Painting, hanging scroll with the images of a man and a woman having intercourse, being surrounded by a multitude of other women. Ukiyo-e style. Black ink, mineral colors and gold on silk. Unsigned. Japan, Meiji period.
Painted area: 12 ¾” x 18 ¼”; total height: 47 ¾” (32.4 x 46.3; 121.3 cm). Typical mounting from the Meiji period, probably original to the painting.
Some foxing , otherwise very good condition.
Forged iron tsuba in nanban style with undercutting. Design of a rain dragon on the bottom of each, their tails intertwining with the karakusa, interspersed with lotus flowers and leaves. Unsigned. Japan, Edo period, probably late 18th century.
Height: 3 inches ; width: 2 7/8 inches (7.5 x 7.3 cm).
Few light rust spots in deeper areas.
Ex private collection Netherlands.
Large porcelain charger decorated in underglaze blue with a map of Japan, as drawn in the Edo period. The map (Gyoji type) shows the main islands of Honshu, Shikoku and Kyushu, divided into the 63 provinces. The names of the provinces are written in kanji. Here and there a name of a city (i.e. Edo) is added. The main islands of Japan are surrounded by several islands (names written partly or entirely in katakana) and real and imaginary countries, such as Choseon, the Ryukyus, the country of the small people and the country where women rule. The sea is indicated by stylized waves. Around the islands are stylized clouds and on top and bottom fly crane-like birds. The bottom, reverse, with 6-mark seal: Honcho Tenpo nensei. Rim decorated with meandering flowering vines. Five spur marks. Japan, Hizen, Arita kiln, 1830s-1840s or slightly later (but still Edo period).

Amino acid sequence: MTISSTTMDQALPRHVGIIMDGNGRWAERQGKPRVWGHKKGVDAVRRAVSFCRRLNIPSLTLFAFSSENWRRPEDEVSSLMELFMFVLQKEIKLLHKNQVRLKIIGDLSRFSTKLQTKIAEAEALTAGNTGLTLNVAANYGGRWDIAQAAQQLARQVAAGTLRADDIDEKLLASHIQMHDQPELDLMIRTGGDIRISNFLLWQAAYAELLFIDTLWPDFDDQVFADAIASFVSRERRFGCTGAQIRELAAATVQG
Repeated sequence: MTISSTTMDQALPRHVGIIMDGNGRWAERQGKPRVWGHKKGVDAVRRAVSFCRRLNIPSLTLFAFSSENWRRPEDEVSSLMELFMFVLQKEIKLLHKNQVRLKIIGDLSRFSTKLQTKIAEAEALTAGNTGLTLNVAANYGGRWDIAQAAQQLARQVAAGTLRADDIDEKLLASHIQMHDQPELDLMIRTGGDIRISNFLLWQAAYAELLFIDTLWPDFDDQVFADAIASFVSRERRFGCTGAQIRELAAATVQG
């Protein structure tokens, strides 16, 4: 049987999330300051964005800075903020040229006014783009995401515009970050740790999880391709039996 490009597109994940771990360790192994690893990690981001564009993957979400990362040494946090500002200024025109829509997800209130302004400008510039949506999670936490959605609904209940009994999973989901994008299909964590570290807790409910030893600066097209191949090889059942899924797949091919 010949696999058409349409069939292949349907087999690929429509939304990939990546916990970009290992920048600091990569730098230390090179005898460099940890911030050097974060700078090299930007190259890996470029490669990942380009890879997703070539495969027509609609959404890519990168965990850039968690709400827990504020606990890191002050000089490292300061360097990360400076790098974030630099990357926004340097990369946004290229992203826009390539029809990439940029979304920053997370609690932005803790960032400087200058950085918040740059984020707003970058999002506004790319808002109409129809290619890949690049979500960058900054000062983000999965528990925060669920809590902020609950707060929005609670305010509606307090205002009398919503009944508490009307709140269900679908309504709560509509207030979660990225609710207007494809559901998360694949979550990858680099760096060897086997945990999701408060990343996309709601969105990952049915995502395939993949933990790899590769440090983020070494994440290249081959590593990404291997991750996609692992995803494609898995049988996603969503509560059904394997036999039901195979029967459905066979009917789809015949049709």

Diameter 16 inches, H 2.25 inches (Diam. 40.6 cm, H 5.7 cm).
Very similar piece in the Kyushu Ceramic Museum.
Hanging scroll with the image of a oni mask underneath a large and square character fuku (good fortune), from which small white tama or petals are falling. Signed in lower right corner ... Shodo and with red seal Shodo no in. Black ink and color on paper. Nice bold plait design mounting. Japan, Meiji period.
Painted area: 49.5 x 12.5 inches, total length 83.25 inches.
Slightly yellowed, few horizontal creases, mainly good condition.
Highly unusual shrine with the image of the death of the historical Buddha (Shaka), or nehan-zu, and his entrance into the state or perfect peace, called nirvana or nehan. The Buddha lays stretched out on a rectangular lotus base, his head resting on his right arm. In painting, but also in sculpture, around the bed there are 52 kinds of beings, human and animals who mourn him. In this case, there are none represented. A kind of transom is hanging from the ceiling of the case as a baldachin. Carved wood, gilded and polychromed, with extremely finely painted details in the face. Japan, Edo period, 18/19th century.
Measurements: H ca. 8.5 in.; W ca. 9.5 in.; D ca. 5 in. (ca. 21.6 x 24.1 x 12.7 cm.).
Case: some dents on roof, flaking lacquer at bottom, corrosion on hardware, consistent with age and a humid storage in a temple. Figure: right arm restored, baldachin with many missing part (partly still extant) and very fragile.